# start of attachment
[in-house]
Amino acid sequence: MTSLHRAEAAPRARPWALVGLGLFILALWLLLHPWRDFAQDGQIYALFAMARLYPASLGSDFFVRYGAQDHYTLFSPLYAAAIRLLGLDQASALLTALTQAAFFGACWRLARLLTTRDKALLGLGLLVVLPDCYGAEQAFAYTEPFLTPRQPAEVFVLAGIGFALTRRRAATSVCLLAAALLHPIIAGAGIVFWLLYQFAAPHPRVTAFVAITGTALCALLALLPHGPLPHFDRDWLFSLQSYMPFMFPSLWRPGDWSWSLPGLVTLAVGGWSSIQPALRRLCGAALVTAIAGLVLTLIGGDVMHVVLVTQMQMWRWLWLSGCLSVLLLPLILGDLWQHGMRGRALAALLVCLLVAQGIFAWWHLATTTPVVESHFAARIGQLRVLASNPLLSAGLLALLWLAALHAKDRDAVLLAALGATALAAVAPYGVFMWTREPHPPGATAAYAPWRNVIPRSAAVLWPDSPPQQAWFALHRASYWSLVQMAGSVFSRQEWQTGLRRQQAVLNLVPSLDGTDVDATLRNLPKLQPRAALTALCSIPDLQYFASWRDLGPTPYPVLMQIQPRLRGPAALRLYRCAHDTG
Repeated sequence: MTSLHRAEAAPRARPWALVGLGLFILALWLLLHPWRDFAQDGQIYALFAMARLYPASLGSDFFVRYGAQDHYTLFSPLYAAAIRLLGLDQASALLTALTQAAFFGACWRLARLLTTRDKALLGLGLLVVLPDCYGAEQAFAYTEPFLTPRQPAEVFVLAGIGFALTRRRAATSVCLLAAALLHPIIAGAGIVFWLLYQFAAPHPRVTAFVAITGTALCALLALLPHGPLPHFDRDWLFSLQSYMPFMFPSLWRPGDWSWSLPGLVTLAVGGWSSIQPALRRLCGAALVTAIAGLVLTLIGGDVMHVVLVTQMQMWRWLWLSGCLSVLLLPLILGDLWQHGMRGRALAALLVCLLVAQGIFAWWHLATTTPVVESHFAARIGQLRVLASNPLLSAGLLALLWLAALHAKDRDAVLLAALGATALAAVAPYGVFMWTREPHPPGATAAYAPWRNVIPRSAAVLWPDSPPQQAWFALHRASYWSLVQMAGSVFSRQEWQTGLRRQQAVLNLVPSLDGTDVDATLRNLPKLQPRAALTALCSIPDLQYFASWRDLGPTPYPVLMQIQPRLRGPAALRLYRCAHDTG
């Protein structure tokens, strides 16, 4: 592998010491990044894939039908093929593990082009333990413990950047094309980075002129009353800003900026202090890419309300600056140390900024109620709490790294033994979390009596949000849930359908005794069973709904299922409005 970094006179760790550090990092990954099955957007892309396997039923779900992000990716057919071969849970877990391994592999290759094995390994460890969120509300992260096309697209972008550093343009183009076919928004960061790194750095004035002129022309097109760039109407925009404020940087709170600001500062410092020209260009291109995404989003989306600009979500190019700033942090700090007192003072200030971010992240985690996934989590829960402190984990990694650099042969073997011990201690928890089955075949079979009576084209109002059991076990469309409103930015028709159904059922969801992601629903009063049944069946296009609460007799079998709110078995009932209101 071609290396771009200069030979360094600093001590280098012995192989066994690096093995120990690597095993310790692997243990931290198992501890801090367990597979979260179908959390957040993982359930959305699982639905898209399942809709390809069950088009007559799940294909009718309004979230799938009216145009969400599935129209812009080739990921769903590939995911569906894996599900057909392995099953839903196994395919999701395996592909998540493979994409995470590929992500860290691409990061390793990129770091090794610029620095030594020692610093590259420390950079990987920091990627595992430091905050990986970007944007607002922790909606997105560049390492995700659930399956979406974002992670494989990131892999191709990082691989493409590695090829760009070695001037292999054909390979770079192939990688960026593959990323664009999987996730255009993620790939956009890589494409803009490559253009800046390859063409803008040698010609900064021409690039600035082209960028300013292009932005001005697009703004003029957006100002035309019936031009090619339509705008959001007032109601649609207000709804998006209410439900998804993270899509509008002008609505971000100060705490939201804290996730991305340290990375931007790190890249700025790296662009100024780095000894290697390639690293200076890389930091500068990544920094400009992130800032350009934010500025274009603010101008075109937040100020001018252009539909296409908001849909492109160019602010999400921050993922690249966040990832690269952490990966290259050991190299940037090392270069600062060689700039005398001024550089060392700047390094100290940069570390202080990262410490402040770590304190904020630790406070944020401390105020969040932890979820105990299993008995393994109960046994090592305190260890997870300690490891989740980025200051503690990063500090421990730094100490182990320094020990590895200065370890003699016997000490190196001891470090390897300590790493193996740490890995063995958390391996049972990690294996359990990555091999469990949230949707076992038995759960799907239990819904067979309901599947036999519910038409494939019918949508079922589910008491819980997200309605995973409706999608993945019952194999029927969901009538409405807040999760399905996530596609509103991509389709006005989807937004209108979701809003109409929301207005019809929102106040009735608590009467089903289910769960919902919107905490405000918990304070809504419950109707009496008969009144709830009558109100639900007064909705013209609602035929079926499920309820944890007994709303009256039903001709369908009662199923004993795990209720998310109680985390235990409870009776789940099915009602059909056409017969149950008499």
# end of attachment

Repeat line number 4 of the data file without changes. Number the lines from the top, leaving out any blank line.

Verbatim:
């Protein structure tokens, strides 16, 4: 592998010491990044894939039908093929593990082009333990413990950047094309980075002129009353800003900026202090890419309300600056140390900024109620709490790294033994979390009596949000849930359908005794069973709904299922409005 970094006179760790550090990092990954099955957007892309396997039923779900992000990716057919071969849970877990391994592999290759094995390994460890969120509300992260096309697209972008550093343009183009076919928004960061790194750095004035002129022309097109760039109407925009404020940087709170600001500062410092020209260009291109995404989003989306600009979500190019700033942090700090007192003072200030971010992240985690996934989590829960402190984990990694650099042969073997011990201690928890089955075949079979009576084209109002059991076990469309409103930015028709159904059922969801992601629903009063049944069946296009609460007799079998709110078995009932209101 071609290396771009200069030979360094600093001590280098012995192989066994690096093995120990690597095993310790692997243990931290198992501890801090367990597979979260179908959390957040993982359930959305699982639905898209399942809709390809069950088009007559799940294909009718309004979230799938009216145009969400599935129209812009080739990921769903590939995911569906894996599900057909392995099953839903196994395919999701395996592909998540493979994409995470590929992500860290691409990061390793990129770091090794610029620095030594020692610093590259420390950079990987920091990627595992430091905050990986970007944007607002922790909606997105560049390492995700659930399956979406974002992670494989990131892999191709990082691989493409590695090829760009070695001037292999054909390979770079192939990688960026593959990323664009999987996730255009993620790939956009890589494409803009490559253009800046390859063409803008040698010609900064021409690039600035082209960028300013292009932005001005697009703004003029957006100002035309019936031009090619339509705008959001007032109601649609207000709804998006209410439900998804993270899509509008002008609505971000100060705490939201804290996730991305340290990375931007790190890249700025790296662009100024780095000894290697390639690293200076890389930091500068990544920094400009992130800032350009934010500025274009603010101008075109937040100020001018252009539909296409908001849909492109160019602010999400921050993922690249966040990832690269952490990966290259050991190299940037090392270069600062060689700039005398001024550089060392700047390094100290940069570390202080990262410490402040770590304190904020630790406070944020401390105020969040932890979820105990299993008995393994109960046994090592305190260890997870300690490891989740980025200051503690990063500090421990730094100490182990320094020990590895200065370890003699016997000490190196001891470090390897300590790493193996740490890995063995958390391996049972990690294996359990990555091999469990949230949707076992038995759960799907239990819904067979309901599947036999519910038409494939019918949508079922589910008491819980997200309605995973409706999608993945019952194999029927969901009538409405807040999760399905996530596609509103991509389709006005989807937004209108979701809003109409929301207005019809929102106040009735608590009467089903289910769960919902919107905490405000918990304070809504419950109707009496008969009144709830009558109100639900007064909705013209609602035929079926499920309820944890007994709303009256039903001709369908009662199923004993795990209720998310109680985390235990409870009776789940099915009602059909056409017969149950008499």